Sri Lanka will regain access to the European Union (EU) markets with zero duty concession under the Generalised System of Preferences (GSP) Plus trade scheme according to trade sector experts who expressed positive sentiments last week at a trade discussion on the reinstatement of the benefit to Sri Lanka by the EU.
However, a major hurdle is the compliance with the United Nations conventions which binds beneficiary States to adhere strictly to 27 conventions to be eligibile.
The GSP Plus concessions granted to Sri Lanka was withdrawn in 2010 following its failure to implement the conventions.
The former government refused to comply with the EU conditions following an investigation on the implementation of the regulations.
Trade experts said that the country lost trade worth around US$ 500 million, with the EU, due to the withdrawal of the zero duty concessions.
Exports to the EU dropped from around US$ 5.5 billion in 2011 to around US$ 5.1 billion last year according to data.
01:46:11 local time PAKISTAN
20150411 * Fire destroys cotton factory:
A major fire broke out in a cotton factory in New Karachi Industrial Area early on Friday morning, destroying the building and causing losses of millions of rupees.
The blaze, which started at 4:06am due to a short circuit, soon engulfed most parts of the factory. Thick black smoke could be seen from miles.
The intensity of the flames caused the factory’s rooftop and its boundary wall on two sides to collapse.
After four hours of constant battle with flames, firefighter put out the blaze. Eight fire engines were involved in the operation.
Police have started preliminary investigations and recorded the statement of the watchman of the factory.
20150414 * Attention needed: Textile minister’s appointment urged:
The Pakistan Readymade Garments Manufacturers and Exporters Association (PRGMEA) has rejected the idea of merging textile and the commerce ministries, also stressing the need to appoint a textile minister on an urgent basis.
Senator Abbas Khan Afridi left as textile minister last month on the completion of his tenure as senator and an appointment is yet to be made.
The association said the appointment should be immediate as major decisions regarding policy implementation, the Export Development Fund and budget preparation for 2015-16 are being delayed.
20150414 * Minister’s absence affects textile policy implementation:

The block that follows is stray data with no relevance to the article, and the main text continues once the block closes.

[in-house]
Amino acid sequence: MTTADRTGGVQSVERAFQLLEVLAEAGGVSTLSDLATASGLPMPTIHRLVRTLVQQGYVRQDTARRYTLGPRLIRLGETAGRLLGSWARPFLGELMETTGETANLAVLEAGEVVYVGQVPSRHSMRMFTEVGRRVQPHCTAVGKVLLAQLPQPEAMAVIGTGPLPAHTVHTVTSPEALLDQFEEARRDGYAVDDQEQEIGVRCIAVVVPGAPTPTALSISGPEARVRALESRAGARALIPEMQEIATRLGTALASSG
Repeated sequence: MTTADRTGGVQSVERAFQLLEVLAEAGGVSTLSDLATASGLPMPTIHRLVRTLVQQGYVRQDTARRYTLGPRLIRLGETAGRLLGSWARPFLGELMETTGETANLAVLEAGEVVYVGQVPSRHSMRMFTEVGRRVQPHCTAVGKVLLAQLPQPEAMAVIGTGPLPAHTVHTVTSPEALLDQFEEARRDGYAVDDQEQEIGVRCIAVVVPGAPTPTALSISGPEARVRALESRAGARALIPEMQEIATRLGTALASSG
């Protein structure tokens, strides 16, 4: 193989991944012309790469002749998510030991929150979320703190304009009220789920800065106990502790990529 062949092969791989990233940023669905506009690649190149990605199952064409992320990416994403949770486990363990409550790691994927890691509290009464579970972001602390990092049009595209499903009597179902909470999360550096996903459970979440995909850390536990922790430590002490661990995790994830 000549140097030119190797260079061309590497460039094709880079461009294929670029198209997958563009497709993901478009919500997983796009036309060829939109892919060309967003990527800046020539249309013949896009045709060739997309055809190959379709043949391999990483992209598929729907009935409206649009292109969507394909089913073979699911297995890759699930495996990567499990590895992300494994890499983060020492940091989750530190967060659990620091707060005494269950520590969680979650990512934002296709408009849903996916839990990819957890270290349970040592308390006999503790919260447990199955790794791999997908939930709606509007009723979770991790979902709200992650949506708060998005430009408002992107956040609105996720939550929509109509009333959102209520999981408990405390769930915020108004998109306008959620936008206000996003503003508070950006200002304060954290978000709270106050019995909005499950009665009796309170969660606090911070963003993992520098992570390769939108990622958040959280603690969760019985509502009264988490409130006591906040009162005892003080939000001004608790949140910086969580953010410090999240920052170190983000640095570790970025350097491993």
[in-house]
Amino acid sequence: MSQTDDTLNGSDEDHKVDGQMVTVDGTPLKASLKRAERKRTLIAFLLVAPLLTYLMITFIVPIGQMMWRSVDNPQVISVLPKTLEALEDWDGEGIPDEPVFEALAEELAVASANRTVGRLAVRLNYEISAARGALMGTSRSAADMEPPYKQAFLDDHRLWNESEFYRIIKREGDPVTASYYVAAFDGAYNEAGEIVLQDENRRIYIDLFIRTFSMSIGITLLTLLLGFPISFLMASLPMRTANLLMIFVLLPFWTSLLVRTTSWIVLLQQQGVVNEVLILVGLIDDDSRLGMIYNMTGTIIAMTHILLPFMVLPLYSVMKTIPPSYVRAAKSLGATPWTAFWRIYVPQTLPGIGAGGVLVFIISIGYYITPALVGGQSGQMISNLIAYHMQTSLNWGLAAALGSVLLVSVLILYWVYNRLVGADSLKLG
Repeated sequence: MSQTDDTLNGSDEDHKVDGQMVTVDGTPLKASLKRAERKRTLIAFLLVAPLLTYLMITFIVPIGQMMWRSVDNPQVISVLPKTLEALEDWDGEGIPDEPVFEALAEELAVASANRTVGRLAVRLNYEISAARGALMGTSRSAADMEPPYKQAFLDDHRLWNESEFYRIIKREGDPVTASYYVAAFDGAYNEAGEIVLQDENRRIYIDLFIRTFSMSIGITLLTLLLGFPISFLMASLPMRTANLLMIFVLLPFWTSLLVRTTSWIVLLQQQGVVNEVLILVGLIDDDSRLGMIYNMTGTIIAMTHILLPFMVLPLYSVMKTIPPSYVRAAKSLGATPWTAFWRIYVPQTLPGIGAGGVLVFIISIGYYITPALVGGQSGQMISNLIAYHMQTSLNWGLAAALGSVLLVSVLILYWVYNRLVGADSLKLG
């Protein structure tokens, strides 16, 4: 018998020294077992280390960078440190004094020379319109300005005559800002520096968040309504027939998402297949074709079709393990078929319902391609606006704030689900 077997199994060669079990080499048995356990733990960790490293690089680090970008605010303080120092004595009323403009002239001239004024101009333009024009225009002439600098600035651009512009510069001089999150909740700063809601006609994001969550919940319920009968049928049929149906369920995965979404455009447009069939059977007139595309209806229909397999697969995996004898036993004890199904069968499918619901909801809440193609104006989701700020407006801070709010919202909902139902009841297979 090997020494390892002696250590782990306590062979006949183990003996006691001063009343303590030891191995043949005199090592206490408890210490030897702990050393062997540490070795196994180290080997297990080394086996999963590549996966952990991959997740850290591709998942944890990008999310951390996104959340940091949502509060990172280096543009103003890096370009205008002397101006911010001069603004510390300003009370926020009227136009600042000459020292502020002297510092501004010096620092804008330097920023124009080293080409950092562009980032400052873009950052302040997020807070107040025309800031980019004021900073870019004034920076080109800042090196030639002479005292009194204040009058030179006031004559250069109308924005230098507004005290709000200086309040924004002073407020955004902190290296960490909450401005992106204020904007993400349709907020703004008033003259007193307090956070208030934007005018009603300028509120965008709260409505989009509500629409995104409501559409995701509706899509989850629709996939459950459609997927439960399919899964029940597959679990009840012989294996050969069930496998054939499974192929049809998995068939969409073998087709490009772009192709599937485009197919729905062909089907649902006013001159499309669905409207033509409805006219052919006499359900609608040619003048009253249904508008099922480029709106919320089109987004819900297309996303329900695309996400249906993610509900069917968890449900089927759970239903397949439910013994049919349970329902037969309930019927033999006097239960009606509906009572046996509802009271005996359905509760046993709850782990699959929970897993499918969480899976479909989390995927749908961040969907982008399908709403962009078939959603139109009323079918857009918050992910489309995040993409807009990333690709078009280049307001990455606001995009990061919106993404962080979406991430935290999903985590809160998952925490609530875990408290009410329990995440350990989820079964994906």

The value-added textile industry, rejecting the move of merging Textile Division into the Commerce Division, has demanded the government to appoint textile minister immediately, as major decisions regarding textile policy implementation, Export Development Fund and budget preparation exercise for 2015-16 are being delayed as the tenure of Abbas Afridi as textile minister has expired and thus the post is vacant.
Uncertainty is negatively affecting the whole textile sector which contributes more than 54% share in total exports of the country.
The industry representatives said that textile has become the most important sector especially after grant of the GSP Plus status by the EU countries, as 80% items, having free market access, relate to this sector and it needs an extraordinary focus.
20150412 * Pakistan fails to improve textile’s growth on GSP Plus:
Pakistan has failed to improve growth rate of textile sector under the European Union’s GSP Plus status because of lack of planning, a garments business leader said.
Chairman Pakistan Readymade Garments Manufactures and Exporters Association (PRGMEA) Ijaz Khokhar told The News that no proper marketing plan was prepared to get the benefit of generalised scheme of preferences (GSP) plus.
“We failed to make any plan at the early stage,” Khokhar said, adding that they have received benefit of around $300 million in apparel sector.
“It was not a remarkable achievement. We already record two to four percent growth every year without GSP Plus,” he said.
Chairman PRGMEA said textile policy was announced with a delay of around seven months. It was due in July last year but arrived this year. Besides, there was a rift between commerce and textile ministries. “They (government) do not want to promote textile any further,” he said.